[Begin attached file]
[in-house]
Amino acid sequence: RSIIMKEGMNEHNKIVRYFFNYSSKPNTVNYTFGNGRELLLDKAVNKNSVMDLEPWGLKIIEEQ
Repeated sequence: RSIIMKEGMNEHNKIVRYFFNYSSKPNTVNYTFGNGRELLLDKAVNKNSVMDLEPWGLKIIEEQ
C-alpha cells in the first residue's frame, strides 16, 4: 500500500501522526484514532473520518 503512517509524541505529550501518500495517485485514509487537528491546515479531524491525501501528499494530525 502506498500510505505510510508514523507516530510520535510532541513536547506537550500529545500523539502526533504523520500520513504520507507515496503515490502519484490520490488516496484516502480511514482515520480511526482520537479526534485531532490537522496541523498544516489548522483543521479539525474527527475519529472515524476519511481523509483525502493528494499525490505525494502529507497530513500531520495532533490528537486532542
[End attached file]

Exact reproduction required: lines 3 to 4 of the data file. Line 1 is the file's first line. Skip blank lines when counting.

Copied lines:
Repeated sequence: RSIIMKEGMNEHNKIVRYFFNYSSKPNTVNYTFGNGRELLLDKAVNKNSVMDLEPWGLKIIEEQ
C-alpha cells in the first residue's frame, strides 16, 4: 500500500501522526484514532473520518 503512517509524541505529550501518500495517485485514509487537528491546515479531524491525501501528499494530525 502506498500510505505510510508514523507516530510520535510532541513536547506537550500529545500523539502526533504523520500520513504520507507515496503515490502519484490520490488516496484516502480511514482515520480511526482520537479526534485531532490537522496541523498544516489548522483543521479539525474527527475519529472515524476519511481523509483525502493528494499525490505525494502529507497530513500531520495532533490528537486532542